Challenging Times Can Bring a Sharper Focus
With all the challenges and changes we’ve experienced this year, one of the more positive outcomes has been a renewed focus on what matters most.
Recently, I spent two days with a longtime client who owns a complex group of businesses. The economic impact of COVID-19 has been dramatic and has forced difficult choices and painful decisions. We met on schedule to review third quarter results, project for year-end and begin the process of planning and budgeting for 2021. As the business unit leaders reported their results, we made a surprising discovery.
Notwithstanding the relentless pressure of uncertainty, these businesses are doing well, with some preforming at a record pace. What’s going on here?
Beginning with the second quarter of this year, it was clear that major adjustments would have to be made for the businesses to survive. Plans were undertaken with a relentless focus on what (and who) would be essential for us to provide what was needed most to serve our best, most valuable customers. Helped by customer data and internal analysis, a series of robust deliberations, discussion, dialogue, and debate led to the formation of a tighter “temporary” plan for survival. To our surprise, here’s what we learned.
Having to focus on what is absolutely necessary to sustain the business and eliminate the programs, products, processes and yes, the people who do not directly and measurably contribute to those essential few has led to a higher level of organizational success.
The idea of paring down and eliminating distracting, not-productive activities is not a new or unfamiliar concept. I recently asked a colleague (a fan of Peter Drucker’s theory of management effectiveness) to speak to my Integrated Marketing class. He offered these observations:
Economic results require that staff efforts be concentrated on the very few activities that produce significant business results — with as little staff work and staff effort as possible spent on the others. It is far too common in organizations for the bulk of time, work, attention, and money going toward “problems” rather than to opportunities, and toward areas where even extraordinarily successful performance will have minimal impact on results. There is surely nothing quite so useless as doing with great efficiency what should not be done at all.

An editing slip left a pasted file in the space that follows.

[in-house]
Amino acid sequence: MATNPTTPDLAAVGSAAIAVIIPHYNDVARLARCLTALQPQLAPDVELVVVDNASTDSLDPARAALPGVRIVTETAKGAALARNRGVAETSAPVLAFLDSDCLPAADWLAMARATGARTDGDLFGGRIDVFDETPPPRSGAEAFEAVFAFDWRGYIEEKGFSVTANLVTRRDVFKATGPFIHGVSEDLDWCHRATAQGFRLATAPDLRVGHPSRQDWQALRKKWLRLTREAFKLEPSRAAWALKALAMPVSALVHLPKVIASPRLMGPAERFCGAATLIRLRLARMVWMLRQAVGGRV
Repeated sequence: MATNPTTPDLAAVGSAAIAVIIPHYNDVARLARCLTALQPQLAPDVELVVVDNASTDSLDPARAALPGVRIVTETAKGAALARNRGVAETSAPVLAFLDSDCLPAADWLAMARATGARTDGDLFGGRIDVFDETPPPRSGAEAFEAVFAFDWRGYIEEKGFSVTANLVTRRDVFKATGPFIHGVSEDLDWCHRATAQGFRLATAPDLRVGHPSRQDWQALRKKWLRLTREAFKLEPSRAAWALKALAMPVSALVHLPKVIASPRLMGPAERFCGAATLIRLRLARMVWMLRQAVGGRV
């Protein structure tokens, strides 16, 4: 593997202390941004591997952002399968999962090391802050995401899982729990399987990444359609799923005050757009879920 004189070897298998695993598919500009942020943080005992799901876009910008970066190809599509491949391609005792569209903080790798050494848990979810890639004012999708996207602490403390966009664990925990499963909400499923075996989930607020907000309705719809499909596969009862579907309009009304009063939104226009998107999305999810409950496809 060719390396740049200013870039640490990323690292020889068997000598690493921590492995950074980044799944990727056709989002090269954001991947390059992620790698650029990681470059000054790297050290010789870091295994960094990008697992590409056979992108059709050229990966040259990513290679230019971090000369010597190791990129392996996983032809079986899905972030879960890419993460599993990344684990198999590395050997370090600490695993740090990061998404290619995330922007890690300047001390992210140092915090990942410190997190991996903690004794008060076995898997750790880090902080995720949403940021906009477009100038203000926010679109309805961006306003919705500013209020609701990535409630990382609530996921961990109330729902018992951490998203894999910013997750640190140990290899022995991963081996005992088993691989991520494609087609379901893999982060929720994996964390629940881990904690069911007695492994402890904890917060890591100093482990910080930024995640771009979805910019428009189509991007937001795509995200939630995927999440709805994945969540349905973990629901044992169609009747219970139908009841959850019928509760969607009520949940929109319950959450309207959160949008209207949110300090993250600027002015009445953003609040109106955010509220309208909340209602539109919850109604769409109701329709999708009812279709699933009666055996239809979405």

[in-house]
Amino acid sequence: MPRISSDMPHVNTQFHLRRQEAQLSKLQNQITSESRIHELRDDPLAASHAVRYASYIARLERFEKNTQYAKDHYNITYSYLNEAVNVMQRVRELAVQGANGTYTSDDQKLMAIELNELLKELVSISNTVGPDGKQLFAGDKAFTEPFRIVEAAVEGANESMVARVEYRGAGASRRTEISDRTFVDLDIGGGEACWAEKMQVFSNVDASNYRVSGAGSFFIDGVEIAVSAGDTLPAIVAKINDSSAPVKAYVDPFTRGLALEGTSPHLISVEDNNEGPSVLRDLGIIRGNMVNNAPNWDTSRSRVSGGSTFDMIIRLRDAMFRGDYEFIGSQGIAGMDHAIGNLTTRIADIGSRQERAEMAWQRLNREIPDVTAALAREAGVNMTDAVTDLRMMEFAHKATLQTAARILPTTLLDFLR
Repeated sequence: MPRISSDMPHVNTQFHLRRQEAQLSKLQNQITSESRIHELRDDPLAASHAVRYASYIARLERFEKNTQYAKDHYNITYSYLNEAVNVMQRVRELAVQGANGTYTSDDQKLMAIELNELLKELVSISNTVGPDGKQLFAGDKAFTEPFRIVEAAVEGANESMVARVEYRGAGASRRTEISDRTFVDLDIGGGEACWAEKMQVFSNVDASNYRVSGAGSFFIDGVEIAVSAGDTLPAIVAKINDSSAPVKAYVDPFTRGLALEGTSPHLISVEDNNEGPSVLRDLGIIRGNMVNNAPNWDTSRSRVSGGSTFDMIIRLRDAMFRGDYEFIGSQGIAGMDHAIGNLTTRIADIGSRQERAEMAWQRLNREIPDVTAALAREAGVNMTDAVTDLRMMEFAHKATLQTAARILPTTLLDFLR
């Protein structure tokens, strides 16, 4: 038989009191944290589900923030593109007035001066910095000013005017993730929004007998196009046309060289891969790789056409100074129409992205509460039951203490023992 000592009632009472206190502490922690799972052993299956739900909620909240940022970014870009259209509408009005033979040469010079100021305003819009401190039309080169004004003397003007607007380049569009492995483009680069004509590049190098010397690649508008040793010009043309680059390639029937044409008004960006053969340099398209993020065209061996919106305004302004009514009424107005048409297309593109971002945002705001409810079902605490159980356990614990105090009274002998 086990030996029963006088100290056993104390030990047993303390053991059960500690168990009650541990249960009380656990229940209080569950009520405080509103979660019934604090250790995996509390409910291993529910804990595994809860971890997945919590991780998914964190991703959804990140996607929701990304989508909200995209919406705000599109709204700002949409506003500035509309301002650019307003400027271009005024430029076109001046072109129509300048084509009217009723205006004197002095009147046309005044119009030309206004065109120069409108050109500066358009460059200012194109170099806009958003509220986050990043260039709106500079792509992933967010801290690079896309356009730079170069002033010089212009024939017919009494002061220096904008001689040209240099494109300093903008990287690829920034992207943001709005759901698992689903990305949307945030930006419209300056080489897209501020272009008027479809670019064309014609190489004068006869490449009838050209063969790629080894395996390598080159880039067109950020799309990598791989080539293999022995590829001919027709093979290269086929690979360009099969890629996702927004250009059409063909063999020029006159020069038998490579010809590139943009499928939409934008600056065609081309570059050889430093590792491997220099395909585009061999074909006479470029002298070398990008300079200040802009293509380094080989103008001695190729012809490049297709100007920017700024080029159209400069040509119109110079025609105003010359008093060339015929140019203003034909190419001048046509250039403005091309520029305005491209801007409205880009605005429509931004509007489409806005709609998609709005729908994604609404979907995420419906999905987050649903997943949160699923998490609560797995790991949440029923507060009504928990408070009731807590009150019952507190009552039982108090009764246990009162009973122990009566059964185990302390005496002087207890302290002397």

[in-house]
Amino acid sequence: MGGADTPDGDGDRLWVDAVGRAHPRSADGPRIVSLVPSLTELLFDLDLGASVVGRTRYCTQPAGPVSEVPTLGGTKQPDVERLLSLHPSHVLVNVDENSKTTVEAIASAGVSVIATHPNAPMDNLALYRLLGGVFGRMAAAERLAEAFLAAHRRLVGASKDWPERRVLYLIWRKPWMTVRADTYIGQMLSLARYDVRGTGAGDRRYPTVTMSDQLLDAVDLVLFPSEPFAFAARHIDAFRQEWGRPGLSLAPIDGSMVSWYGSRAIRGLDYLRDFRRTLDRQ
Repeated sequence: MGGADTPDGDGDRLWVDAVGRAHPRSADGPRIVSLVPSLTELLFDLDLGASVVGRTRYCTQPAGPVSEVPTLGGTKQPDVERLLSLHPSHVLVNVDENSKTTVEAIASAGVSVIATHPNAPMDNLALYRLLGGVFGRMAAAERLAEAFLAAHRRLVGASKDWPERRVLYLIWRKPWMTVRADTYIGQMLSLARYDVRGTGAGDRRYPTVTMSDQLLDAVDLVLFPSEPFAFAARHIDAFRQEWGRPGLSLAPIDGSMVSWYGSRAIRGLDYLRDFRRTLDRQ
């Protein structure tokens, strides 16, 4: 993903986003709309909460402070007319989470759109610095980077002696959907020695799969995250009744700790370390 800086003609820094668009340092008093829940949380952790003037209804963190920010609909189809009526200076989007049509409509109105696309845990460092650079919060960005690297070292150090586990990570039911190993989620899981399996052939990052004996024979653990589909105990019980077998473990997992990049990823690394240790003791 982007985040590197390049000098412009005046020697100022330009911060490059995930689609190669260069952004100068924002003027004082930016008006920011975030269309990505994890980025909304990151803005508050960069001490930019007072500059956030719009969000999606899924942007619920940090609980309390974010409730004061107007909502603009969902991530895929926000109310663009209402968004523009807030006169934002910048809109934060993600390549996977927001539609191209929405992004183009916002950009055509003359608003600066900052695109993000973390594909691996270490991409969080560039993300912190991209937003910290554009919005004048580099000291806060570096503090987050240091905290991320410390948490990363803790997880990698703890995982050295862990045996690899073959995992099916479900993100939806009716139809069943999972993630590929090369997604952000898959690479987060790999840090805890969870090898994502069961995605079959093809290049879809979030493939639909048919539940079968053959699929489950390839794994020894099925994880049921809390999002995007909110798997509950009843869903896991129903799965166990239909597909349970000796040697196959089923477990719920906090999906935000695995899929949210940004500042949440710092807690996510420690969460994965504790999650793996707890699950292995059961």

Intense pressure can have a dramatic effect on businesses and on people. With a careful, deliberate planning process, even the most challenging times can bring surprisingly strong results and in the process, can galvanize an organization for an even bigger, better future.
For more information on how your organization can plan for success, contact me at email@example.com.
Joseph P. Truncale, Ph.D., CAE, is the Founder and Principal of Alexander Joseph Associates, a privately held consultancy specializing in executive business advisory services with clients throughout the graphic communications industry.
Joe spent 30 years with NAPL, including 11 years as President and CEO. He is an adjunct professor at NYU teaching graduate courses in Executive Leadership; Financial Management and Analysis; Finance for Marketing Decisions; and Leadership: The C Suite Perspective. He may be reached at Joe@ajstrategy.com. Phone or text: (201) 394-8160.